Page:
In 1925-the responsibility is set forth fully here-the responsibility remained with the Speaker and any changes that have been made since then do not remove that essential circumstance connected with the closure. In the United Kingdom no Speaker-and I again refer to Lord Ullswater -receives notes of communication from the members of the cabinet. He does not meet or communicate with them. As an inflexible policy-and it is of the essence of free debate in order to prevent anything in the nature of chaos within the House of Commons-he rules on the basis of rules, not with a consideration of the results that might flow from the rulings which he gives.
I say to you, sir-and I do so with deep feeling-that unless we maintain respect for parliament, democracy will wither and die. Parliament's supremacy demands the maintenance not only of the forms of parliamentary government but also of its soul. Without profound respect for the Chair the house would degenerate, in the heat of debate, into chaos and worse. What happened here on Friday, June 1, has but to be read in order to indicate how far removed from what parliament has a right to expect were the occurrences on that unforgettable morning.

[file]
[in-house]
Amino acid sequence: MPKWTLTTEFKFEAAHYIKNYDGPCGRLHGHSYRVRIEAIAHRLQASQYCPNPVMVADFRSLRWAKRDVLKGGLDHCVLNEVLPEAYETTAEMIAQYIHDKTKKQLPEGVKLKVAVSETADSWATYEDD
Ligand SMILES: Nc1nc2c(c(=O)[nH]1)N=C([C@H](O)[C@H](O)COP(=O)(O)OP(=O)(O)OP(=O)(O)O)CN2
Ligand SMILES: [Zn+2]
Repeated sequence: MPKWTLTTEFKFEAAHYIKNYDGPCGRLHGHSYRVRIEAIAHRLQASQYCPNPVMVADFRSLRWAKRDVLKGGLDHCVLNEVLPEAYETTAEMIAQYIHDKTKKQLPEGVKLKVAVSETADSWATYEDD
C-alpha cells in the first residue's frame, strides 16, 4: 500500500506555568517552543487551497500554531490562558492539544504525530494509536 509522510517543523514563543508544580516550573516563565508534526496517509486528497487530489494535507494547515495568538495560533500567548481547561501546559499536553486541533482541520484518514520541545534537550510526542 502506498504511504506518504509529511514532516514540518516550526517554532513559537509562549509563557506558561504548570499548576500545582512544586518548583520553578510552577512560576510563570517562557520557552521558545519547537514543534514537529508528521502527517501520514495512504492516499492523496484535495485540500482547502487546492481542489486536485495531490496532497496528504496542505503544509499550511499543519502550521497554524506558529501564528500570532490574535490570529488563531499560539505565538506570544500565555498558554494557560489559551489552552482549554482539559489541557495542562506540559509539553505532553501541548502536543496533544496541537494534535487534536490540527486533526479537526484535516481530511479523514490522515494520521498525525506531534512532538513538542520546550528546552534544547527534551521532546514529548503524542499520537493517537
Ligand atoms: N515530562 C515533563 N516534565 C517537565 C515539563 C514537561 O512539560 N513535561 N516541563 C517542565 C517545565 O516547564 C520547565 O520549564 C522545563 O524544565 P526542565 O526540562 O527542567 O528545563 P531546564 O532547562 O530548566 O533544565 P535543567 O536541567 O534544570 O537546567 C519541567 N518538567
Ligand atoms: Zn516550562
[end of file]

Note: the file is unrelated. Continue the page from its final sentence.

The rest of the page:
On May 31, in accordance with the principles that are laid down by Viscount Ullswater, Your Honour decided that a serious question of privilege had been raised. You indicated the course to be followed by the hon. member for Nanaimo (Mr. Cameron). In a more or less incomplete manner you indicated that there were portions of the alleged statements that infringed the privileges of parliament and, indeed, your rights. One had only to look at the faces of Her Majesty's executive on the night of May 31 to realize how disturbed they were. The next morning, without giving the opposition a chance to speak, you, Mr. Speaker, peremptorily reversed, without argument, the decision you had made the night before, a course that was foreign to your usual course since assuming this high and honourable office as our first commoner. The Leader of the
House of Commons
Opposition (Mr. Drew) occupies a high position under our system of government. He rose in his place. There was nothing presumptuous in his words. As reported at page 4537 of Hansard he said this: